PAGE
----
I wasn't really sure what to write about this quarter's Dog Agility Blogger event on "continuing education". There are so many people teaching agility now - it really surprises me sometimes just how many of the people I run agility with on the weekends are also instructors.
So many of us are enrolled in weekly agility classes. At our facility, we have had some students consistently for years and years, with multiple dogs. We've watched them teach their dogs from puppy age, to their eventual retirement. If you hope to be successful at this sport, I think you NEED to continue your agility education with classes. It makes you accountable to someone with your training, gives you motivation to do some training away from class, and keeps you up-to-date with some of the latest challenges we see on the weekends.
It seems we constantly hear about seminar presenters coming in to the area, offering their expertise at a price - usually a steep price. This type of education can be great once in a while. You get a fresh set of eyes on you, and get the perspective of someone at the "top" of the sport. Every agility competitor can get something out of a seminar, but I think for the most part, they are geared toward the very competitive folks with the faster dogs.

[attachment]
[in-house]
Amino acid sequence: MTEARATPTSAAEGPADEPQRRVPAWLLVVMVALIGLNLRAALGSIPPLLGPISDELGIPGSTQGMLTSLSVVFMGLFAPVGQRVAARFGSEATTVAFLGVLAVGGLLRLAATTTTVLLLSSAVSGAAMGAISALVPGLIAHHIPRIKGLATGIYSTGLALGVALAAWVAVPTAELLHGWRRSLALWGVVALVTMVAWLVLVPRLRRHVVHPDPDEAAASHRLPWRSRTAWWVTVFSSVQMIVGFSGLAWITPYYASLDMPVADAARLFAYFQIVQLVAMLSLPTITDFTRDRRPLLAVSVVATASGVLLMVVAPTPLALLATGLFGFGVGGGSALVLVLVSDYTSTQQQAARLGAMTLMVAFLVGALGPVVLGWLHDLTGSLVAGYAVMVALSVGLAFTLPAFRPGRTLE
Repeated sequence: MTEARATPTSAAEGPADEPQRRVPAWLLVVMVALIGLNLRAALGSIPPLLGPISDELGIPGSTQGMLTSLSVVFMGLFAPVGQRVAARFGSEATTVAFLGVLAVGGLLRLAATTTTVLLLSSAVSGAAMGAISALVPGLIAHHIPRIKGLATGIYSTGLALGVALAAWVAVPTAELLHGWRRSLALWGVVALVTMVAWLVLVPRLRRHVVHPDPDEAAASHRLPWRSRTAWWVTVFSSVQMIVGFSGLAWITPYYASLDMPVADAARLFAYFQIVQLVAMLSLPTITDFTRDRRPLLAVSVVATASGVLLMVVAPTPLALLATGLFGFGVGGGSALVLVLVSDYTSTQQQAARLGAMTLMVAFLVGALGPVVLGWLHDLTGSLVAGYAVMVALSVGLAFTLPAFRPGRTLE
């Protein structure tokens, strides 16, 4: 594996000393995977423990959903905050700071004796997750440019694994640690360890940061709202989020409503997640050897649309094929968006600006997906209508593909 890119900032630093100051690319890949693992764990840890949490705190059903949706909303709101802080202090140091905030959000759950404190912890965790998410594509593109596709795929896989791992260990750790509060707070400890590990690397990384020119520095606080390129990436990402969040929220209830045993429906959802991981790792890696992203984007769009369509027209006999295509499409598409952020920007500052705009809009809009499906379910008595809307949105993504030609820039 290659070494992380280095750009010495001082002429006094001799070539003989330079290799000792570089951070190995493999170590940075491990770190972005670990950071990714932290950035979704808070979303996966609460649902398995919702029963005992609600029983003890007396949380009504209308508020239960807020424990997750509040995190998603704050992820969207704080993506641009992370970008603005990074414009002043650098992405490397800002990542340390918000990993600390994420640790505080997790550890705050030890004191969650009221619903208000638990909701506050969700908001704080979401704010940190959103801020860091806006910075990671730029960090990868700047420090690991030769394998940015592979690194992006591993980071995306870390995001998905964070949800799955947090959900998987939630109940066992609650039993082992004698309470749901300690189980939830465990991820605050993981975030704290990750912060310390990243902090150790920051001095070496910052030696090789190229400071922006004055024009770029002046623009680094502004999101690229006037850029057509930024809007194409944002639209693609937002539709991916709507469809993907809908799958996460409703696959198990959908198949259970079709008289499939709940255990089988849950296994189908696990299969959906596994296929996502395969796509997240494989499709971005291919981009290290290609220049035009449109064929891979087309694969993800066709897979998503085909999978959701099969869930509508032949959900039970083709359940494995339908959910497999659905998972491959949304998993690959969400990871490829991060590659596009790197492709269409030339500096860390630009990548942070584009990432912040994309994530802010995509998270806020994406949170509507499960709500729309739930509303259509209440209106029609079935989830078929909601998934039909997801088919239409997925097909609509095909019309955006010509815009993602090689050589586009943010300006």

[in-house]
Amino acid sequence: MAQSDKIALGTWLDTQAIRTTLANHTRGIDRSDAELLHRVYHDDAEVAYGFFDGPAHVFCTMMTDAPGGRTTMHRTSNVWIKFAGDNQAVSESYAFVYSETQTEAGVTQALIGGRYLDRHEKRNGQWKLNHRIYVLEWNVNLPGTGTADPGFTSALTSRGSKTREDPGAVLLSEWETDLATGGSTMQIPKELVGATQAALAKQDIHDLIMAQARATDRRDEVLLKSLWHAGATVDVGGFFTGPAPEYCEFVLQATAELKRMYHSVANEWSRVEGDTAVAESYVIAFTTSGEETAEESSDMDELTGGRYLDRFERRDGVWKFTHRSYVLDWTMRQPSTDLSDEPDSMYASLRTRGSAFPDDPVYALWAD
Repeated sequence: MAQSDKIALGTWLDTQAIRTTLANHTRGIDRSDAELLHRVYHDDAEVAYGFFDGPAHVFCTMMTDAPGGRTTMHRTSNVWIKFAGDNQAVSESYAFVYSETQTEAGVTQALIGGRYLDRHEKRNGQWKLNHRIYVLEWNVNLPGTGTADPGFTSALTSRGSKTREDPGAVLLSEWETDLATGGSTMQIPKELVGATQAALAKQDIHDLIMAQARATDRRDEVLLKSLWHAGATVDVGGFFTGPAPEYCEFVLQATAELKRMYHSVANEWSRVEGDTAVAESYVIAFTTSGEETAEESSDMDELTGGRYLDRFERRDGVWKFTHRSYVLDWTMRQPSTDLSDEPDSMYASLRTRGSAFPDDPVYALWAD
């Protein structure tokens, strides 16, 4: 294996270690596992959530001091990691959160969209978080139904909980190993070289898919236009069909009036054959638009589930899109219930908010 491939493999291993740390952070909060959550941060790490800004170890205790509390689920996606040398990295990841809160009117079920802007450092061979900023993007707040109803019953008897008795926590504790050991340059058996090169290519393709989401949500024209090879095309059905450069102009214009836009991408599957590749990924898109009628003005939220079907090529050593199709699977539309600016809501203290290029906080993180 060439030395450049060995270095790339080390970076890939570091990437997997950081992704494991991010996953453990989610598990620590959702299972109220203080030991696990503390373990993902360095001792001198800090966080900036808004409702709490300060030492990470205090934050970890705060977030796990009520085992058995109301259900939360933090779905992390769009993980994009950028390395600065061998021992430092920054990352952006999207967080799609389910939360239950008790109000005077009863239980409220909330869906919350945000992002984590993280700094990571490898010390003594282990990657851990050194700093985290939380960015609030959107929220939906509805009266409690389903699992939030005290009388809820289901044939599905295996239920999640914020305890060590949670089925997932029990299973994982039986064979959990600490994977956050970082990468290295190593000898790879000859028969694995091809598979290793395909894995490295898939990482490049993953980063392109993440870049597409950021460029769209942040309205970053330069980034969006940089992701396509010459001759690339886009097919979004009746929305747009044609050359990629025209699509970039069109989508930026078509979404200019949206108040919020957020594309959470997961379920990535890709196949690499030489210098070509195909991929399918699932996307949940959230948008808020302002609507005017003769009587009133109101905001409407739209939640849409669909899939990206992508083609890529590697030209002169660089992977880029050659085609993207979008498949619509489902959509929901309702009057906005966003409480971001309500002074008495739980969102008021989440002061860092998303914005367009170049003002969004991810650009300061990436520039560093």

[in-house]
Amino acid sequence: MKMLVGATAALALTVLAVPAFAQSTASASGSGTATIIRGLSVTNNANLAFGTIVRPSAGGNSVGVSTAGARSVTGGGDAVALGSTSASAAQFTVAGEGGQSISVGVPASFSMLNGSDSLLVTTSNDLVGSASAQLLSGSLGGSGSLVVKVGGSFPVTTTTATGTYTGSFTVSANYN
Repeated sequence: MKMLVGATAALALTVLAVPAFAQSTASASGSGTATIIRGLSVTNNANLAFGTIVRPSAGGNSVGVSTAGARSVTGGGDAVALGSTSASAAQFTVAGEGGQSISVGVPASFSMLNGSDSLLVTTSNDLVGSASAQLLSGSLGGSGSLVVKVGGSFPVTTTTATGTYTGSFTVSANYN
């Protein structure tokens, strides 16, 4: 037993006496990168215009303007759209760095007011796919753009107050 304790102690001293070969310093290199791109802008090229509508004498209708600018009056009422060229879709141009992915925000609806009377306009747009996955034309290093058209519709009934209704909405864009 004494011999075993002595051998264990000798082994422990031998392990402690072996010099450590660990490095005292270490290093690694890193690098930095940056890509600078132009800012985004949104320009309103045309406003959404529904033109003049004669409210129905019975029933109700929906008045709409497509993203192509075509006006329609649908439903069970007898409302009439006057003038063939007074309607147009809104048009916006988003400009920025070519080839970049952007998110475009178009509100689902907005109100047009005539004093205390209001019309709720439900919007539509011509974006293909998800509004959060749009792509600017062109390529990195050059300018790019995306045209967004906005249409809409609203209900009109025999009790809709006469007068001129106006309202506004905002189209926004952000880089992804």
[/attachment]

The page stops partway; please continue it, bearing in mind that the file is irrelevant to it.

I can't believe the explosive growth of "online" classes for agility now. Many of the "big name" people offer this, and lots of not-so-big names too. I think this can be a great option if you happen to live somewhere that is too far from a training center, and have to train on your own. You can at least get ideas on what to work on, and get some critiques on what you may be doing right or wrong. I do think though, that taking some online classes along with your regular weekly instructor lead classes could end with you confused and conflicted unless you are getting the exact same information from both sources. Ever hear the saying that the only thing two agility instructors can agree on is that the third instructor doesn't know what they are doing?
This leads me to another point - there are many people who take regular weekly classes from different instructors and facilities. To me, this has to be confusing to the handler, and ultimately the dog. On our local yahoo group, I also see many posts from people selling classes that they cannot attend. So I can just buy your class, show up with a dog the instructor doesn't know, with a handler they don't know, and I am supposed to just fit right into the class and not be a distraction? Just seems bizarre to me.
Our sport has been transforming over the years, with new and different challenges on course, and new handling moves or philosophies. To keep up, I believe you need to constantly educate yourself and decide if this new stuff is for you, or you would rather keep doing what you have always been doing. Ideally, when you do get out on course, the challenges you see are not going to be much different than what you practice every week and you will find yourself confident and prepared for whatever the judges can come up with!